CHICAGO, Nov. 21, 2016 – At a recent industry event, Matthew Tingler, a Director in the Global Consumer Investment Banking group at Baird, a global, employee-owned financial services firm, moderated a panel discussion on private equity investments in the sports and fitness sector. The panel, which was a part of the Sports & Fitness Industry Association’s annual “Industry Leaders Summit”, included a CEO and former CEO from two leading companies, as well as two senior private equity investors in the sector:
- Sally McCoy – Former President and CEO of CamelBak
- Tony Armand – CEO of United Sports Brands
- Alison Minter – Managing Director at North Castle Partners
- Taylor Moore – Director at Northwest Equity Partners
During the discussion, Tingler and the panelists discussed a range of issues and topics from both the perspective of corporate leaders as well as private equity investors. A number of common themes emerged among the panelists.
Leadership, Team and Culture Fit
Tingler asked the private equity panelists what they looked for in potential acquisition targets and then posed a similar question to the corporate panelists, asking them what made a good marriage with the private equity partner. While panelists discussed a number of key criteria, a common theme around the right leadership, team and culture emerged.
Moore noted: “‘What does the team look like?’ I think if you can find a CEO like Tony or like Sally, and if you can support them, chances are you're going to be successful, because chances are they're going to pick businesses that are successful in their own right as well. I [also] think a performance oriented culture is something we really look for. I think that's fairly rare, actually.”
Minter agreed, adding: “For us, that is very much about the right partnership, relationship with a CEO… That takes into consideration mission, vision, values, and the rational, emotional, and cultural elements…What we've concluded over time, is, if we can get that right…then everything will work itself out.”
Echoing the private equity panelists’ comments about the importance of assessing the management team and the culture, Armand said: “To make sure there's a culture fit between the business and the private equity partner is huge. That's, to me, always been the number one criteria in selecting a partner. [And] it's not just for me; it's for the whole management team. That culture fit between the PE owner and the management team and the business, is critical.”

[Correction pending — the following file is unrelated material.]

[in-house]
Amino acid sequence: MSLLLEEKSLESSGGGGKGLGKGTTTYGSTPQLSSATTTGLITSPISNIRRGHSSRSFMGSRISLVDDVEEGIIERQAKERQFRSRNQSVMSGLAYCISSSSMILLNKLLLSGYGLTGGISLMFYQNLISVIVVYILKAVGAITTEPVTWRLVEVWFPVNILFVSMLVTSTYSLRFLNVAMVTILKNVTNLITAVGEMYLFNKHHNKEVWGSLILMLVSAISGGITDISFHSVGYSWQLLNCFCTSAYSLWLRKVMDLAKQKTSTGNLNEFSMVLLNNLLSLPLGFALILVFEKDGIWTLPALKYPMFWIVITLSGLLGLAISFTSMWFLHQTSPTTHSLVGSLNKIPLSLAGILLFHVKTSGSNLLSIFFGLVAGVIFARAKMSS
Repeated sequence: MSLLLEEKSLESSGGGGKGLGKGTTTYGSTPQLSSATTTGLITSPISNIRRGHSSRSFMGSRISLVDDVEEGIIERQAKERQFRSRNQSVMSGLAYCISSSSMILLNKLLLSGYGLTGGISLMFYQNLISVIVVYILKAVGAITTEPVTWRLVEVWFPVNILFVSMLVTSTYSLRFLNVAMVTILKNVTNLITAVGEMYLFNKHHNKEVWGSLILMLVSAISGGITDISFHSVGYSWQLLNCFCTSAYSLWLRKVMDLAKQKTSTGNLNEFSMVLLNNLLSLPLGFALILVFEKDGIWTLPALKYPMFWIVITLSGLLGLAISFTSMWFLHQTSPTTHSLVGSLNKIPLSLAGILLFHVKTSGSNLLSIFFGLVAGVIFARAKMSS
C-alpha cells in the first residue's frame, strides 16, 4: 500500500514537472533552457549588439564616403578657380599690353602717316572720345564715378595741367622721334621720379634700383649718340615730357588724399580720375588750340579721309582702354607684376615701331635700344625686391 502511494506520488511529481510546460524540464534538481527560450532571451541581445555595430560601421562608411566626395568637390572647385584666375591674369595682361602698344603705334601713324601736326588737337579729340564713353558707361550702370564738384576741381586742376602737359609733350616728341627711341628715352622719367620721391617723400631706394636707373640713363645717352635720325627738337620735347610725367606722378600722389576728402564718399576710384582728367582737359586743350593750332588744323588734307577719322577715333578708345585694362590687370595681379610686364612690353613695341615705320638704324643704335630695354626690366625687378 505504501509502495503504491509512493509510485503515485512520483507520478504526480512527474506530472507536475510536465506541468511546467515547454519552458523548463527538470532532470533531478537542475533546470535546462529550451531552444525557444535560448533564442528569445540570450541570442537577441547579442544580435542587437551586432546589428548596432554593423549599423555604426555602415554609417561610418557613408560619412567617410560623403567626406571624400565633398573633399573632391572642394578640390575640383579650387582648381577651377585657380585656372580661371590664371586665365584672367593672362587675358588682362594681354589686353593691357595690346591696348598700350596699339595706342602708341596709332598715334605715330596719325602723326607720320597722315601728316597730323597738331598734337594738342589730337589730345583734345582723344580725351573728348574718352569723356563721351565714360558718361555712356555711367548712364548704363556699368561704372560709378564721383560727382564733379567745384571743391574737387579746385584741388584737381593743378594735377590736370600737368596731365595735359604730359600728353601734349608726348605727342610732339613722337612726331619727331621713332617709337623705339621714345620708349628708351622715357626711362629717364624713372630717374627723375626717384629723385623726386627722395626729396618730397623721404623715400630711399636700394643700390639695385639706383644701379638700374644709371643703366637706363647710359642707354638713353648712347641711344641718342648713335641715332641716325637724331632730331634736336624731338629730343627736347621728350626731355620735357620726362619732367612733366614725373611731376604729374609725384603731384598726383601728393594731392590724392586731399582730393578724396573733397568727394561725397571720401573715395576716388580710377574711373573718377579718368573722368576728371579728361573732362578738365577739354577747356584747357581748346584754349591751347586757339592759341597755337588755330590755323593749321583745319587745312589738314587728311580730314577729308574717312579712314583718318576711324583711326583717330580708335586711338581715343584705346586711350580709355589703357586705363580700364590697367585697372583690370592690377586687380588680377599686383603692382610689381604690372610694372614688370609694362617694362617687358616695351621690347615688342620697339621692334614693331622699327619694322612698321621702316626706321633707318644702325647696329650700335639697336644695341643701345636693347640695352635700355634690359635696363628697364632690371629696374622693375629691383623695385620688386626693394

It’s Never Too Early
In opening a new line of questions to the panelists, Tingler noted that one of the most common questions he was getting at the conference was: “when is the right time to sell?” He posed that question to his panel, and while each respondent had advice on what entrepreneurs and CEOs should be considering, they all agreed that there’s no such thing as being too early to start the discussion.
Minter said: “If you go back and look at the partnership that we've built over time, and the investments we've made, I'd say more than two-thirds of those were businesses where we got to know an entrepreneur or founder well before they were ready to do a deal. [There were] many situations where two years prior we got to know someone at an event like this, through our network, and ultimately partner with that person informally, and kept that relationship going, and then made the investment when it was right for us and for them.”
Armand agreed: “It's never too early to start thinking about it, and the one recommendation I always have for entrepreneurs who are running business, who are thinking about maybe in the future partnering with a private equity firm or other outside money, is start early getting your financial house in order. That's just the most elementary thing I think I can recommend.”
Added McCoy: “Get a good banker and think long and hard about it. I [also] think it's a good idea to talk to other people who have been through it.”
Operating Partners to Drive Value
As the discussion delved further into the specifics around investments and transactions, all panelists were quick to note the increasingly importance of operating partners with respect to driving value and growth during the life of the partnership between the company and its private equity owner.
Moore: “Private equity firms cannot rely on asset pricing as their primary way to make money. They have to find ways to increase the performance of the business over their whole period. That's driven this idea of bringing external resources, such as operating partners to the table. The model that we're deploying more frequently is an idea really of a service bench, and looking at characteristics or skill sets that are typically gaps in middle market businesses: really good HR, really good strategic planning, expertise with sourcing or pricing -- things that just typically you can't get there until you're a larger business.”
Underscoring the value of operating partners, McCoy adds: “I don't want to gloss over this point for operators, because it is an important point. I did use an operating partner in a really gnarly syndicated debt refinancing, and it was super helpful…It is one more thing for you to think about as you're evaluating your partner.”
Armand offers a different perspective for corporate leaders considering private equity partnerships: “Entering into a new partnership, make sure you understand the model of the PE group that you're going to partner with. If they're heavily dependent on the operating partner model, expect that. If you're an entrepreneur who says, ‘Hey, I don't want that. I don't want people meddling in my stuff,’ then that may not be the right partner for you.”
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